Home Twitter Could Go Public In 2013, But Why Bother?

Twitter Could Go Public In 2013, But Why Bother?

If last week’s highly-anticipated Facebook IPO was too much excitement, not to mention too many numbers packed into a dense, 197-page S-1 filing with the Securities and Exchange Commission, breathe easy: it does not appear as if Twitter has any short-term plans to follow suit and become the last of the big three social networks to trade as a public company.

“Over time, I think that all the same factors that led to Google and Facebook going public will eventually lead [Twitter] to do the same,” Bill Gurley, a partner with Twitter investor Benchmark Capital told CNBC on Friday. For now, however, Twitter has no plans for an IPO and is focused on building out its advertising platform, he said.

That of course hasn’t stopped widespread speculation about a public offering by the microblogging service. The Web site www.twitteripo.com curates news articles related Twitter, giving top billing to any that mention of IPO rumors. And a surefire way to generate traffic for your story about a Twitter IPO is to guesstimate the date of such a filing in your headline (current consensus: Twitter will be the biggest IPO of 2013).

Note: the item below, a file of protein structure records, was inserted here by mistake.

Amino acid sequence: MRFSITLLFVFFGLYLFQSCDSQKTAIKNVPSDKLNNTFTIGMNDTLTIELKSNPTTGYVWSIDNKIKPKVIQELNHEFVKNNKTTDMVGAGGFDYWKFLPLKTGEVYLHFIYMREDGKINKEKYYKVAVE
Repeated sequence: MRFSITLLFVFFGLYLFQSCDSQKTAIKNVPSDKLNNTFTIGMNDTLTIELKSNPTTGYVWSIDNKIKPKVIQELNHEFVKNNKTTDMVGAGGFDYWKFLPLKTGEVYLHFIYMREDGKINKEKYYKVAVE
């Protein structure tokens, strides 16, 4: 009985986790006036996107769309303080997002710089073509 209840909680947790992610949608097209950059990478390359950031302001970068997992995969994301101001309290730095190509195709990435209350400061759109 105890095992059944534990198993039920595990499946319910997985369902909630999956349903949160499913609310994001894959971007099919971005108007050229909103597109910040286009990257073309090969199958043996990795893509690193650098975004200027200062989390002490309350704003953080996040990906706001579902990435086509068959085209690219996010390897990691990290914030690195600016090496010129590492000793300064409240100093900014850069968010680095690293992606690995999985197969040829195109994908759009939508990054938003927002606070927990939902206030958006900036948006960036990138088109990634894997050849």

The problem, of course, is speculation is just that. A lot can happen between now and 2013, and while all signs point towards an IPO within the next two years, there are no givens. One of the biggest drivers will be the Facebook IPO: if Facebook fails to live up to the hype (as LinkedIn, Groupon and Zynga all failed to do in 2011), Twitter may rethink.

Meanwhile, changes in regulations that require companies to file certain information with the Securities and Exchange Commission once they hit 500 shareholders are being considered. Previously, the thinking has been if you have to change some information with the SEC, why not share it all and go public?

Another key factor is that Twitter doesn’t really need the money that is the incentive for companies to file public offerings. The company is valued at about $8 billion on private exchanges and last year raised $800 million in funding which was, incidentally, more than most IPOs in 2011. As Liquidnet Holdings analyst Lou Kerner told Bloomberg News last month, a public filing doesn’t solve any problems for Twitter, and the current strategy appears to be to continue to privately grow the company.

Officially, the company is staying mum on the subject of IPOs, only hinting that it will most likely go public – someday.

“I choose not to answer that question” CEO Dick Costolo said when asked point blank last week if Twitter would file an IPO.

Photo courtesy of ShutterStock.

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